One of the tiny features in the A Class that certainly points to times-a-changing is the use of USB-C ports instead of the common USB 2 ones seen in most cars. A small thing, though, since it would not take much to adapt to them… but where do i plug in my USB playlist…

While quality and fit has seen quite an improvement, I cannot deny that, although very well put together, there is a sense that the new A Class interior feels a little “thin”.

The front seats on our test car are one-piece integral-look sports units, which may mean that the headrests might not be in the most suitable position for some. In traditional Mercedes style, electric seat adjusters are sited on the doors. I cannot however come to terms with their Seat Kinetics system, which does minute adjustments to the front seats by a few degrees every now and then, which Mercedes says, improves back health; but in reality, proves to be rather unsettling when you are negotiating a bend, and the seat decides to adjust itself.

With the slightly longer wheelbase offered, rear seats also offer more legroom. We do like that cargo space is respectable at 370 litres, 29 litres more than the previous car, while the loading aperture is 29cm more than the previous A class, thanks to their decision to split the tail lamps into two-section units. Rear seats do fold down in 40:20:40 fashion, though not fully flat.

With its compact dimensions, the Load Compartment package adds to a little more versatility, essentially an additional latch to lock the rear seats in a more upright position, to allow for slightly larger items to fit into the boot, while still being able to accomodate the same amount of passengers at the rear, albeit in a rather uncomfortable manner.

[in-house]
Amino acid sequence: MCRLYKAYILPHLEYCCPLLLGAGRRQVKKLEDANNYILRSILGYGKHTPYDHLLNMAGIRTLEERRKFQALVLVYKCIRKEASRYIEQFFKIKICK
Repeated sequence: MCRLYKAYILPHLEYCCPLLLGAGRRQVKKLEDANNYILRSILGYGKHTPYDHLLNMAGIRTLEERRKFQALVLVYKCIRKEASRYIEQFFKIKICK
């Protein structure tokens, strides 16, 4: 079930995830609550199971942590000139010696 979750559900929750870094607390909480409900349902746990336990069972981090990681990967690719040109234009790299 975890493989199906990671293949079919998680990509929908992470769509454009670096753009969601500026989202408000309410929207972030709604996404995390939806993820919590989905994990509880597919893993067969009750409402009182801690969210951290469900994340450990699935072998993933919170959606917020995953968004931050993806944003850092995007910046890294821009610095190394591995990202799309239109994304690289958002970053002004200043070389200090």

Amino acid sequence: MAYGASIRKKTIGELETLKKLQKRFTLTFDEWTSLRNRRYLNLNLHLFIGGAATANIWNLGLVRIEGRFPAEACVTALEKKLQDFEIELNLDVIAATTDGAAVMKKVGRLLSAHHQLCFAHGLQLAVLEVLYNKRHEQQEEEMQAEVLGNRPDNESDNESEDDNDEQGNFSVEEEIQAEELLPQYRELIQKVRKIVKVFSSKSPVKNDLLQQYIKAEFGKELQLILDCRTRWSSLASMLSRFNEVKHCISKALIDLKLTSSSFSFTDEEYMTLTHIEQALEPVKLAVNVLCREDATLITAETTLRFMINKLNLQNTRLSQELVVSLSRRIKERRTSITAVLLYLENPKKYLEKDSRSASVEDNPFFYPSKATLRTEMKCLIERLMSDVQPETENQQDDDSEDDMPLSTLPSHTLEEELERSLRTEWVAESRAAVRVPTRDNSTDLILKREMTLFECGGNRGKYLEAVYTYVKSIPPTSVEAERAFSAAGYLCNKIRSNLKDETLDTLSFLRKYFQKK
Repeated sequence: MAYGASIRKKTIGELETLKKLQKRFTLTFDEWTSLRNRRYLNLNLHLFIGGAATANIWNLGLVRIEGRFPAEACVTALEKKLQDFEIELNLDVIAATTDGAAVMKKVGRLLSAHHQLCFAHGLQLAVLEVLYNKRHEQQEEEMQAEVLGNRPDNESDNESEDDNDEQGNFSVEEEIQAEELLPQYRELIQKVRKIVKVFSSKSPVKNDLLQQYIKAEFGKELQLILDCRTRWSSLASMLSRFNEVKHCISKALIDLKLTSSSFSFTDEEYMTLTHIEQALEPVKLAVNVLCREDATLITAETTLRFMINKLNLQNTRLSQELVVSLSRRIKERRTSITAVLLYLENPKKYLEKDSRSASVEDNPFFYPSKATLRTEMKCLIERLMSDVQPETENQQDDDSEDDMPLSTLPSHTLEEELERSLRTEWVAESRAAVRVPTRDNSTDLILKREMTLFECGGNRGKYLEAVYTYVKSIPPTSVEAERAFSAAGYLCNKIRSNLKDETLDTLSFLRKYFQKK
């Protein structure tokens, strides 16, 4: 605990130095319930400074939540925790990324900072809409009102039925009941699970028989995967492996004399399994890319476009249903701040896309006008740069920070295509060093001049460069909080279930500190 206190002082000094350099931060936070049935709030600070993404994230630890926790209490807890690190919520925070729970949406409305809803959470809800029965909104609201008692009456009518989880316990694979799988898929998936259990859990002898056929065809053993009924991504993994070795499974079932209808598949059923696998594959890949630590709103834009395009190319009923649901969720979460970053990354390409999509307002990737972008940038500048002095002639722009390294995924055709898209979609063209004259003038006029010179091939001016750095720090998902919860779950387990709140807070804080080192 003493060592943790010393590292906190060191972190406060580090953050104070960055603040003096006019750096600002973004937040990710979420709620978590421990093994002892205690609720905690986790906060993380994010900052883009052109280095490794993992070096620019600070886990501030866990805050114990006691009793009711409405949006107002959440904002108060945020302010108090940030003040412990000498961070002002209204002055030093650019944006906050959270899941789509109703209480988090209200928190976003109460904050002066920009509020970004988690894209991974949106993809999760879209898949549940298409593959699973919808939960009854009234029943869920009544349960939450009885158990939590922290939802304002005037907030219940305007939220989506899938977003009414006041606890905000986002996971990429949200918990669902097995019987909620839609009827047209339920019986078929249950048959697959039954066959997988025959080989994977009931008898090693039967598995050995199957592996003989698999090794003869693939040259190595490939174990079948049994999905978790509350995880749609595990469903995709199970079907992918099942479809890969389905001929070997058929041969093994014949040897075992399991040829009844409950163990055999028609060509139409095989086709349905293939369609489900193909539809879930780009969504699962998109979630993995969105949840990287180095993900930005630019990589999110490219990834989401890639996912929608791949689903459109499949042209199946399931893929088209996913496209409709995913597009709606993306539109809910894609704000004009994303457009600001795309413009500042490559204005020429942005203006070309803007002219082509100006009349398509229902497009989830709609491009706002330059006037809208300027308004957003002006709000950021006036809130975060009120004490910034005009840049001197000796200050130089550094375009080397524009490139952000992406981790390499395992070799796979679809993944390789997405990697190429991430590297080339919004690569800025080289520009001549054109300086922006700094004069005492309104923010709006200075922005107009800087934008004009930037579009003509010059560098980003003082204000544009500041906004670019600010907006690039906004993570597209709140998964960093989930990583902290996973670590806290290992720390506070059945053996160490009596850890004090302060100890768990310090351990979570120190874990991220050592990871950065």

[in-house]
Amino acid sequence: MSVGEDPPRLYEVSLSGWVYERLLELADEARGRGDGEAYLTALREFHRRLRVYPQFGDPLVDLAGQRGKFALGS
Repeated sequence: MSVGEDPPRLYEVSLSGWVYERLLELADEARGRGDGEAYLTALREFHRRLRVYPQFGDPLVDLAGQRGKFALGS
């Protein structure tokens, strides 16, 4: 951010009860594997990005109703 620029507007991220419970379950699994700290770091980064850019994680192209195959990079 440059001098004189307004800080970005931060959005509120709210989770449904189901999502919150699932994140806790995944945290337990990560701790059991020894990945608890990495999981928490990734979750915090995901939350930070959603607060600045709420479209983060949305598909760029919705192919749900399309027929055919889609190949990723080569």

The Drive

The A 200 is powered by a new right-sized 1.3 litre (1,332cc) turbocharged four-cylinder unit, good for 161bhp and a healthy 250Nm dab of twist, delivered at just 1,620rpm. The car leaps to 100km/h in just 8 seconds, while fuel efficiency figures on combined cycle stands at 17.9 km/l, which is actually very good.

Numbers aside, the A Class actually feels very confident on the road, and does not get unsettled easily by uneven surfaces. Plant the car into a bend, and even in its basic A 200 Progressive guise with 18” 5-twin-spoke rims (the AMG Line variant uses 19”), the A Class feels nimble, to a point of being delicate and precise… very nice! Its 7G-DCT (Dual Clutch Transmission) also feels more responsive versus the version of the cog-swopper found on the previous car.

Overall the little “Merc” feels light, and in normal driving mode, the steering is also on the lighter side, but does weigh down well enough in ‘Sports Mode’. Push the car harder and its raspy smaller engine characteristics do show, though insulation does a good job of reducing the plenty that goes on around you.

Our Thoughts

The A Class truly presents vast improvements in drive refinement, and build quality versus the old car. Nimble on its toes, and quite a bit of fun to toss around, and the most affordable way to own a new Merc (S$153,888*)… that is especially if the badge matters to you the most.

*Accurate as at 29 January 2019

Credits:

Cars in this article
Mercedes-Benz A-Class A200 Progressive (A) 2019

Mercedes-Benz A-Class A200 Progressive (A) 2019